Sports Complex

The beginning of the 1980s witnessed a growing consensus in Kilworth that the sports community should be offered a wider measure of choice. This led to dialogue between Community Council, GAA and Tennis Club members, and from this emerged the view that the area would be best served if the clubs were to work hand in hand in developing a shared sports centre. A proposal that the sports centre should be located on GAA property was initially advanced but this was withdrawn in the face of opposition from the Community Council who feared that this could seriously compromise the future independence of the facility. This led to an acceptance that as the Tennis Club property lay conveniently adjacent to the GAA field, the centre should be located there and managed jointly by GAA and the Community Council. Today the wisdom of this move is readily apparent.

From this vantage point it may be hard for those who were not directly involved to gain some insight into the enormous amount of work that was undertaken by a small number of people who regularly came together to manage the progress of an ambitious plan. Spearheaded by Chair, Tom Hanrahan, who was ably assisted by Tom Cotter as Treasurer and Liam Walsh, NT, as secretary, the little group demonstrated a unique and critical sense of purpose.

Problems were solved as they arose, disagreements were resolved and monies collected. It merits recording that the little committee were determined that no monies should be borrowed and that all debts would be met from funds on hand.

To that end, from 1979 six festivals were organised each year in conjunction with the GAA (who nominated Jimmy Hanlon of New Road as their representative). Each festival had a turnover of some €20,000.00 annually and over the six years a net profit of approximately €48,000.00 was realised. In addition, there were two ‘monster’ parish draws extending over twenty-four months and each one of these netted a profit in excess of that obtained from a festival, and without the substantial level of hard work and accompanying anxiety. (In recalling those days, people today still speak with admiration of the ticket-selling skills of prominent GAA man Mick Greehy of Ballinvoher and long-standing Council member, May McCormack of Coolalisheen.) Of particular significance at the time was the input from the state agency ANCO which provided workers for the scheme. Under the watchful eye of supervisor John Murphy,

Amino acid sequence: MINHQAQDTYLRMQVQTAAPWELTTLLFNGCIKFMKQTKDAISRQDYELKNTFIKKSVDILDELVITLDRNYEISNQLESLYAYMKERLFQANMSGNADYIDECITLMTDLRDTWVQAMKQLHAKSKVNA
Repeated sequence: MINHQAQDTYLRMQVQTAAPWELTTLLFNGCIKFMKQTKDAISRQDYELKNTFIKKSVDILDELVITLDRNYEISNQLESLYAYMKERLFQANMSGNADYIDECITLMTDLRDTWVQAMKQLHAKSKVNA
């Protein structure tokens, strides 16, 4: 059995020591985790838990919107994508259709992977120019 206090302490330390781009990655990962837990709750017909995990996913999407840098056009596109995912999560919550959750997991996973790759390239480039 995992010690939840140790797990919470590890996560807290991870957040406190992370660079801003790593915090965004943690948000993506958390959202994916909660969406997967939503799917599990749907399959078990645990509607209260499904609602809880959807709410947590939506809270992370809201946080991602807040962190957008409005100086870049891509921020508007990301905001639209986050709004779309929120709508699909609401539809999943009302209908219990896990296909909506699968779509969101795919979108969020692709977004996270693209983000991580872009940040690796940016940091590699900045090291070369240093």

Fermoy, Pad O’Brien’s team rendered sterling service and in the process six local trainees laid the basis for their future careers as builders and plasterers. Significantly, the ANCO presence meant that the project was completed for some £55,000, that is, approximately £35,000.00 less than it would have cost if the Council were to have looked to the private sector. Most important of all perhaps was the fact that when the joint management committee of the Community Council and the GAA took over the completed building and site there were no debts to be discharged. Amazingly, the project had been completed without recourse to bank lending and this allowed the project committee to use the first year’s subscriptions to the Complex sports activities as seed capital to aid the re-establishment of the Tennis Club.

The official opening took place in 1984 with ecumenical blessings followed by a tennis exhibition. Comprising handball, squash and racquetball courts, together with a shower area and meeting rooms, the Complex gives eloquent testimony to the power of community when it is harnessed by single minded, hardworking men and women. Visitors remark on the high standard of the facilities and enjoy the vista provided by the balcony added to the building in 2004. The convenience of its location adjoining the GAA fields and the pitch and putt course also attracts favourable comment and Kilworth owes a debt of gratitude to those selfless pioneers who guided the project from start to finish at a time when the enormity of the task would have daunted the fainthearted.

One of the great strengths of the Sports Complex is seen in the fact that it is managed by a joint GAA and Community Council sub-committee that oversees the property and liaises regularly with the various clubs located there. Prominent in the management of the Complex down through the years have been Seamus Nash, Billy Hennessy, Michael Dunne and Dan Noonan, men who have made a significant contribution in a great many ways. Relationships have been harmonious at all times and to a significant degree this can be traced to the fact that most of those involved share membership of the Community Council and the GAA. This can be seen, for example, in the crucial support that the Council gave the GAA to enable it secure a second pitch, for example, and also in the manner in which both bodies co-operated to provide a pitch and putt course adjoining the Complex.

Sports Complex
Sports Complex
 
Sports Complex
Sports Complex
 
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